Pray for Jack
Controversy and contention have followed French-Tunisian director Abdellatif Kechiche ever since winning the Palme d’Or in 2013 for Blue is the Warmest Color (read review). After several failed follow-up projects, 2015 was the beginning of a flurry of proposed film projects such as a biopic on Marilyn Chambers, an adaptation of Abelard and Heloise, TV series adaptation of Tiphaine Rivière’s Carnets de thèse, a road movie called L’Agneau de Dieu, biopic on Marguerite Porete once called Ineffable Amour (aka Sœur Marguerite), it is the adaptation of La Blessure, la vraie (a narrative informed by the novel by Francois Begaudeau, who also wrote Laurent Cantet’s 2008 Palme d’Or winner The Class) that pulled ahead of the pack. Just when it seemed Kechiche would be a contender for Cannes 2017, he announced that his film Mektoub is Mektoub would be broken up into two separate films, the second to be titled Pray for Jack. Legal woes with the producers and Kechiche’s dramatic bid to sell his Palme d’Or to pay for post-production costs kept anticipation high. The first chapter of his latest saga, Mektoub, My Love: Canto Uno (read review) premiered in competition at Venice 2017 and was met with divisive responses, with many critics labeling this sexual coming-of-age for a young boy to be ‘indulgent.’ Look for some of the cast in part one (Shaïn Boumédine, Ophélie Bau, Salim Kechiouche, Lou Luttiau, Alexia Chardard, Hafsia Herzi, Delinda Kechiche, Kamel Saadi, Meleinda Elasfour, Estefania Argelish) to carry over onto part two.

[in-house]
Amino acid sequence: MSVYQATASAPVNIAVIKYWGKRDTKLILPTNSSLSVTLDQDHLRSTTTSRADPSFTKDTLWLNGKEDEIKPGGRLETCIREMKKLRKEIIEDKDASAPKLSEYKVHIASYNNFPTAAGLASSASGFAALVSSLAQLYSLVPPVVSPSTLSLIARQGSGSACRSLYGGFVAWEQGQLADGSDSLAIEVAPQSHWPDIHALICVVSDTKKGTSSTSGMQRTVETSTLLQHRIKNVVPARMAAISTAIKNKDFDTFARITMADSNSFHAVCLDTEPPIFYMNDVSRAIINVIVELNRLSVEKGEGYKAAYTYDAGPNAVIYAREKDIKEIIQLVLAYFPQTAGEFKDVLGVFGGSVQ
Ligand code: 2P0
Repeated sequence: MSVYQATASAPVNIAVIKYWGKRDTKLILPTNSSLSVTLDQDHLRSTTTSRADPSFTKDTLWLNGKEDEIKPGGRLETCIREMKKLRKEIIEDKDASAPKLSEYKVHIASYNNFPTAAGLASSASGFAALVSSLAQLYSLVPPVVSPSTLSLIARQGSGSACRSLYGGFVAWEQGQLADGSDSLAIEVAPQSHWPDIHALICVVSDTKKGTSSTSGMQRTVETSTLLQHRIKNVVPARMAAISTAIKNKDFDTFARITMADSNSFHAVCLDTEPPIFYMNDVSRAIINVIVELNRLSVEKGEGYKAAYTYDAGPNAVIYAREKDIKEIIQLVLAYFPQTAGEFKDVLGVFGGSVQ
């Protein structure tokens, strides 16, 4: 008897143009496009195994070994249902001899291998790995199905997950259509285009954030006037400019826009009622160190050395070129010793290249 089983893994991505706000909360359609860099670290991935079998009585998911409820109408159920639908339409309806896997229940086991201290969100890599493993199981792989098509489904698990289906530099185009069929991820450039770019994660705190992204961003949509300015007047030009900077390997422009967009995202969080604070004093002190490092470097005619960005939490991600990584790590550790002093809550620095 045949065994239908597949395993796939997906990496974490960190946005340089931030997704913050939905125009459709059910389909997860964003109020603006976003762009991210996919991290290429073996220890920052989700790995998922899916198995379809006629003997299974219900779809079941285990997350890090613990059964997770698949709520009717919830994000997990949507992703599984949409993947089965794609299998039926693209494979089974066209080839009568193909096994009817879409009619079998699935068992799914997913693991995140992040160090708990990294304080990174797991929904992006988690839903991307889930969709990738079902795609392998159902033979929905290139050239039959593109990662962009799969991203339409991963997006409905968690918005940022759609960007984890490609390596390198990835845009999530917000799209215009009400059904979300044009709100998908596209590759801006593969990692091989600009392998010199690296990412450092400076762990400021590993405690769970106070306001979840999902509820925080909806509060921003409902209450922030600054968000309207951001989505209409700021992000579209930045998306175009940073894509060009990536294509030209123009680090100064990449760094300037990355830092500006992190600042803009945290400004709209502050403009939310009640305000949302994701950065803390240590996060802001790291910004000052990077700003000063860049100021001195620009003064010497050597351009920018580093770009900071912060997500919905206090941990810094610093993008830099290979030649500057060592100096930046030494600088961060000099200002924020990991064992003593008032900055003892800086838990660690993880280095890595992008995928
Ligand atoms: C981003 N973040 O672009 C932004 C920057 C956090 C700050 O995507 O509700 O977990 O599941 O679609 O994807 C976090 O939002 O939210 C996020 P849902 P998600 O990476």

Release Date/Prediction: Considering Kechiche’s second chapter should be ready to go, we’re assuming Pray for Jack, or whatever title it may eventually be known by, should pop up at Cannes 2018 for his second time in the running for the Palme. Mektoub was Kechiche’s fourth time at Venice (he won a Special Jury Prize and FIPRESCI Prize for The Secret of the Grain in 2007).